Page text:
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|Title:||The road to liberation : women's experience in a socialist village|
|Advisors:||Pun, Ngai (APSS)|
|Keywords:||Womenz -- China -- Social conditions|
Women and socialism -- China -- History -- 20th century.
Women's rights -- China.
|Publisher:||The Hong Kong Polytechnic University|
|Abstract:||After the Liberation of October, 1949, the ensuing Chinese Party-state of the People's Republic instigated a number of social and economic reforms which included an attempt to improve gender equality, and thereby promote the "ultimate" liberation of Chinese women. Decades later, however, scholars note the persistence of many patriarchal arrangements that continue to effectively subordinate women. Feminists have criticised the Party-state for failing to keep its promise to work towards the liberation of women. A number of scholarly attempts have been made to examine the factors which served to hold back the progress of the women's movement in Mao's China. This research is based on ethnographic observation and in-depth interviews recorded between 2011 and 2013 with both women and men in Yakou Village (Pearl River Delta). It is designed to place the rural women at the centre of study. By hearing their voices and documenting their stories, I hope to deepen our understanding of socialist China and the relations between women's liberation and rural socialism.|
This research explores the complexity of women's liberation during the time of Mao's leadership. By foregrounding women's experiences and voices, this research proposes that the women's movement in China is an incomplete revolution. On the one hand, the transformation in the relations of production brought about a growing economic independence for women, significantly reducing their subordination to male authority, while on the other hand, changes in social reproduction were yet to take place. This resulted from two factors. First, the increase was crawling in the collective accumulation of wealth failed to provide sufficient material resources necessary to transform the social relations of production. The second was the gap between the economic structure of society and the social consciousness. Mao's apparently abrupt reordering of the social structure after the Liberation was unlikely to bring about new forms of social consciousness corresponding to it within a short period of time. Specifically, this research shows that the traditional household as an economic unit was left undisturbed by the reforms put in place by the Marriage Law in 1950s; after all the attempts to socialise domestic labour failed following the Great Leap Forward, marriage as an institution continued to play its role in social reproduction (transmitting values and norms from one generation to the next). The persistence of the traditional household as an economic unit was also caused by a gap between the newly established social structure and the not-yet developed social consciousness. It is difficult to change the mind set of an entire population within a short period of time. Even with the introduction of new elements, such as the public canteens, a new type of social and family life was still beyond the reach of the imagination of most. I argue that women's liberation will not be fully realized until the mode of production undergoes a complete transformationthat women's liberation in socialist China was held back due to an incomplete transformation in the social relations of reproduction.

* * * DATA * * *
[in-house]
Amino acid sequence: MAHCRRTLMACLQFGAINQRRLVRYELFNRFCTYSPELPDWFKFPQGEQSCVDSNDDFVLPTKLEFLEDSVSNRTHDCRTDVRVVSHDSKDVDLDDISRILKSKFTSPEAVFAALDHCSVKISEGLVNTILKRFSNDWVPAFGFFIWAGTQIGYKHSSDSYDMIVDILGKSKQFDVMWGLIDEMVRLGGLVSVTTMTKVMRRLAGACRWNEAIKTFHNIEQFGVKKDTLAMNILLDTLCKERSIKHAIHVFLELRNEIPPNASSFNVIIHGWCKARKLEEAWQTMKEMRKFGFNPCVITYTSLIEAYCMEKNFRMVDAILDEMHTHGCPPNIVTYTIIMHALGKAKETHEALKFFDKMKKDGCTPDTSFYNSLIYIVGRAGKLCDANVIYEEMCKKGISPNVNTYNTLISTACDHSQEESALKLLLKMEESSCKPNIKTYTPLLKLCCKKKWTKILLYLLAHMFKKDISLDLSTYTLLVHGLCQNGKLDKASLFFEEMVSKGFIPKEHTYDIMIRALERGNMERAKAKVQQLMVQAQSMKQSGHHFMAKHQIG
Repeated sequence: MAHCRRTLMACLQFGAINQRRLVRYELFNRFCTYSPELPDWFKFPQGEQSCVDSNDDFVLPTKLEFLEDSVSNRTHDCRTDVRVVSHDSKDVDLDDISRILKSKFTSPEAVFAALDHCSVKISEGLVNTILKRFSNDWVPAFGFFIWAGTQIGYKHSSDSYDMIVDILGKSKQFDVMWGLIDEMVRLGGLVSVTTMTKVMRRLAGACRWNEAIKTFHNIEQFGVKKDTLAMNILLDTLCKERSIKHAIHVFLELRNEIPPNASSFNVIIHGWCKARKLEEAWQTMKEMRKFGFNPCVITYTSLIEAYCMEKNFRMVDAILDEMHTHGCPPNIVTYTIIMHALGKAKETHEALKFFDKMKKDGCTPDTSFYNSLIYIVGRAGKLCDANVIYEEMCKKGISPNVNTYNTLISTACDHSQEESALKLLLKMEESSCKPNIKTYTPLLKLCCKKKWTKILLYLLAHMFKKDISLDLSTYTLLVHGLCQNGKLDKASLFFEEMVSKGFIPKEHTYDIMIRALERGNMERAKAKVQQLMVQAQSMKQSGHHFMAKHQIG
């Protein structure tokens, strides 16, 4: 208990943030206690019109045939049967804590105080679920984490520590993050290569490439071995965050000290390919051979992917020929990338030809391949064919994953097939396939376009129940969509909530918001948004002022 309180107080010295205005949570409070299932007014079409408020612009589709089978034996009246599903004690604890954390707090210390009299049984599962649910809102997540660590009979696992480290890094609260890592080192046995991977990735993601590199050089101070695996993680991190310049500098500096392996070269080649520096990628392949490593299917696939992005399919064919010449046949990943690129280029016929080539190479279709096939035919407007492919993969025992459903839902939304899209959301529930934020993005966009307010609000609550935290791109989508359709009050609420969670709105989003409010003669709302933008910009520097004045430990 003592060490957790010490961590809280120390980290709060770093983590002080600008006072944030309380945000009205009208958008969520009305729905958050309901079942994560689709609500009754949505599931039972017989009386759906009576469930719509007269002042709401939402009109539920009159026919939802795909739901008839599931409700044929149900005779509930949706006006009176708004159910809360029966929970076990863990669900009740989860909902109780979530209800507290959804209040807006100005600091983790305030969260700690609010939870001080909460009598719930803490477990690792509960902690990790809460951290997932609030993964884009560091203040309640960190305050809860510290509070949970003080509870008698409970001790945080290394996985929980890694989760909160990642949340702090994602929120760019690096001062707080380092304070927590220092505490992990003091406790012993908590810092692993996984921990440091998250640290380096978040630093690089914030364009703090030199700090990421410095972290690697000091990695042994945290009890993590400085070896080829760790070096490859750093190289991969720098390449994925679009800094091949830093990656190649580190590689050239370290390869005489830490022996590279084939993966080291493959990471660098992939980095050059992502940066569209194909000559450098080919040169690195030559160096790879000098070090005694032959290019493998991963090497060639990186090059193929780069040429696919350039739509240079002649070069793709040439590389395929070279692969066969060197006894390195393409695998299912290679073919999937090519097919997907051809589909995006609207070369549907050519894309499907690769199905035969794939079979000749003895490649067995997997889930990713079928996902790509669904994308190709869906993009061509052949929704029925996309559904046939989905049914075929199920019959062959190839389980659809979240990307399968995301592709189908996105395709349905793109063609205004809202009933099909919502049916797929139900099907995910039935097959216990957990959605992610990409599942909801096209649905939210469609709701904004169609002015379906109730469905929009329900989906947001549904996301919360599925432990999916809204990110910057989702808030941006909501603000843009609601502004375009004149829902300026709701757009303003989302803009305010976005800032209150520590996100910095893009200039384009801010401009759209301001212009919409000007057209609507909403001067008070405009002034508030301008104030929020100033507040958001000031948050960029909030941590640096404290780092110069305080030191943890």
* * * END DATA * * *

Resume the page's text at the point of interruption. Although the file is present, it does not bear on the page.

|Description:||PolyU Library Call No.: [THS] LG51 .H577P APSS 2016 Liu|
vi, 195 pages
|Rights:||All rights reserved.|
|Appears in Collections:||Thesis|
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Checked on Sep 18, 2017
Checked on Sep 18, 2017
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